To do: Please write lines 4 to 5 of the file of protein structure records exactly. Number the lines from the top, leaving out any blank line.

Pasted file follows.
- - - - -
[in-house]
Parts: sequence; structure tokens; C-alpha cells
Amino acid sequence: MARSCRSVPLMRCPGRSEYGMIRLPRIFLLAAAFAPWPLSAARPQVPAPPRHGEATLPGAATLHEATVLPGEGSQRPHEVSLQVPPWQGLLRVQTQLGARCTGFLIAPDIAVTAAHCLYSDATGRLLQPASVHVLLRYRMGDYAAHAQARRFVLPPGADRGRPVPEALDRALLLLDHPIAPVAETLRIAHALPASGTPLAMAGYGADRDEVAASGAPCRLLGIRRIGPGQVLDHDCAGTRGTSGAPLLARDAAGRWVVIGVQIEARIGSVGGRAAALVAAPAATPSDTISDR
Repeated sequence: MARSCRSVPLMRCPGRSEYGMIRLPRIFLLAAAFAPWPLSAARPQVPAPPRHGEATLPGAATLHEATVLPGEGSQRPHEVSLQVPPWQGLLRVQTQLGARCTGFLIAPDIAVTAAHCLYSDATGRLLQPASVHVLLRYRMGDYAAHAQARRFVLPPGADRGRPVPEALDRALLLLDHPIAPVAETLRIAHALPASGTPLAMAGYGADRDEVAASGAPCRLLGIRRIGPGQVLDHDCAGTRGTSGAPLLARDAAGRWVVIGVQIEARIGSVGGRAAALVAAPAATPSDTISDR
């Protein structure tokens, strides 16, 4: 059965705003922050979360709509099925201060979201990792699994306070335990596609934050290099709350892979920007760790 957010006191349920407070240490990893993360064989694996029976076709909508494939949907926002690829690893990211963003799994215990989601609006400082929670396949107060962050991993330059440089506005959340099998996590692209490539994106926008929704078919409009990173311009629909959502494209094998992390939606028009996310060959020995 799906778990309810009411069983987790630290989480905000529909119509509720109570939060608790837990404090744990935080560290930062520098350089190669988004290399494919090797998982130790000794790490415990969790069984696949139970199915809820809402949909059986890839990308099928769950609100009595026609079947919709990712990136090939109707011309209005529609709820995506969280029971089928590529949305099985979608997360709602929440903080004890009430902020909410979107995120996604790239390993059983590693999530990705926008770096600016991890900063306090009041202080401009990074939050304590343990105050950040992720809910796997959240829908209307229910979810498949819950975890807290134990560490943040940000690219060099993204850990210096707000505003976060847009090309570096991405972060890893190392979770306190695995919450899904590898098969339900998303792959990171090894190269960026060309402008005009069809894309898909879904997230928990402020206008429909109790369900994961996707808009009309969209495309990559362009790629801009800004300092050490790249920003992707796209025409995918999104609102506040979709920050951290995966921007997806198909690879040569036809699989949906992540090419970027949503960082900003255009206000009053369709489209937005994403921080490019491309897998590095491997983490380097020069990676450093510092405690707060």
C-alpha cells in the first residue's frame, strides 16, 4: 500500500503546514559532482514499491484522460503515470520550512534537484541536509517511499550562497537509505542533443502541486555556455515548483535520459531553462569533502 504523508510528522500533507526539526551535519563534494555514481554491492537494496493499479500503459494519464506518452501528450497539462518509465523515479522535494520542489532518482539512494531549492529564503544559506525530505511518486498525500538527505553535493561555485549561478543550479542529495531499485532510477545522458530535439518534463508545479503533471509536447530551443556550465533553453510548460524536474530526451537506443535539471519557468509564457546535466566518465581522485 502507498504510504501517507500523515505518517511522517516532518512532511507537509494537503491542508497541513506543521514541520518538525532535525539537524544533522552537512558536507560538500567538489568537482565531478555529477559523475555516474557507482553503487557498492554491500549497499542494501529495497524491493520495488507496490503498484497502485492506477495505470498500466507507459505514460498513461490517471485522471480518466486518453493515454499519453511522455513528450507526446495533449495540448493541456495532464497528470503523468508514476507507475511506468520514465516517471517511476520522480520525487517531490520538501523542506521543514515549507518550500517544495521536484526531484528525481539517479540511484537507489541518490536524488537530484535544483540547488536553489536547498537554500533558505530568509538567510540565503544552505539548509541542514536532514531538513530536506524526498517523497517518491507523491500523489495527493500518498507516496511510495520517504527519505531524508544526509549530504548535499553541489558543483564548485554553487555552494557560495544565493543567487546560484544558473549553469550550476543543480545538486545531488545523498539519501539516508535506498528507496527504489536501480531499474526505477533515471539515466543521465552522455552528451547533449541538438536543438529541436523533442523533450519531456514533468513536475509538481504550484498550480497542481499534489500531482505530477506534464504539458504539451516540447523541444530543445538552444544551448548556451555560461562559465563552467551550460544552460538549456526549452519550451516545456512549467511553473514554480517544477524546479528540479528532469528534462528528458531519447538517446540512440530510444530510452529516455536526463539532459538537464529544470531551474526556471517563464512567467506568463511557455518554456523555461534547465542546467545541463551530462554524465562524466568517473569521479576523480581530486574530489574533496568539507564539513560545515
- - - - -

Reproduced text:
Repeated sequence: MARSCRSVPLMRCPGRSEYGMIRLPRIFLLAAAFAPWPLSAARPQVPAPPRHGEATLPGAATLHEATVLPGEGSQRPHEVSLQVPPWQGLLRVQTQLGARCTGFLIAPDIAVTAAHCLYSDATGRLLQPASVHVLLRYRMGDYAAHAQARRFVLPPGADRGRPVPEALDRALLLLDHPIAPVAETLRIAHALPASGTPLAMAGYGADRDEVAASGAPCRLLGIRRIGPGQVLDHDCAGTRGTSGAPLLARDAAGRWVVIGVQIEARIGSVGGRAAALVAAPAATPSDTISDR
């Protein structure tokens, strides 16, 4: 059965705003922050979360709509099925201060979201990792699994306070335990596609934050290099709350892979920007760790 957010006191349920407070240490990893993360064989694996029976076709909508494939949907926002690829690893990211963003799994215990989601609006400082929670396949107060962050991993330059440089506005959340099998996590692209490539994106926008929704078919409009990173311009629909959502494209094998992390939606028009996310060959020995 799906778990309810009411069983987790630290989480905000529909119509509720109570939060608790837990404090744990935080560290930062520098350089190669988004290399494919090797998982130790000794790490415990969790069984696949139970199915809820809402949909059986890839990308099928769950609100009595026609079947919709990712990136090939109707011309209005529609709820995506969280029971089928590529949305099985979608997360709602929440903080004890009430902020909410979107995120996604790239390993059983590693999530990705926008770096600016991890900063306090009041202080401009990074939050304590343990105050950040992720809910796997959240829908209307229910979810498949819950975890807290134990560490943040940000690219060099993204850990210096707000505003976060847009090309570096991405972060890893190392979770306190695995919450899904590898098969339900998303792959990171090894190269960026060309402008005009069809894309898909879904997230928990402020206008429909109790369900994961996707808009009309969209495309990559362009790629801009800004300092050490790249920003992707796209025409995918999104609102506040979709920050951290995966921007997806198909690879040569036809699989949906992540090419970027949503960082900003255009206000009053369709489209937005994403921080490019491309897998590095491997983490380097020069990676450093510092405690707060």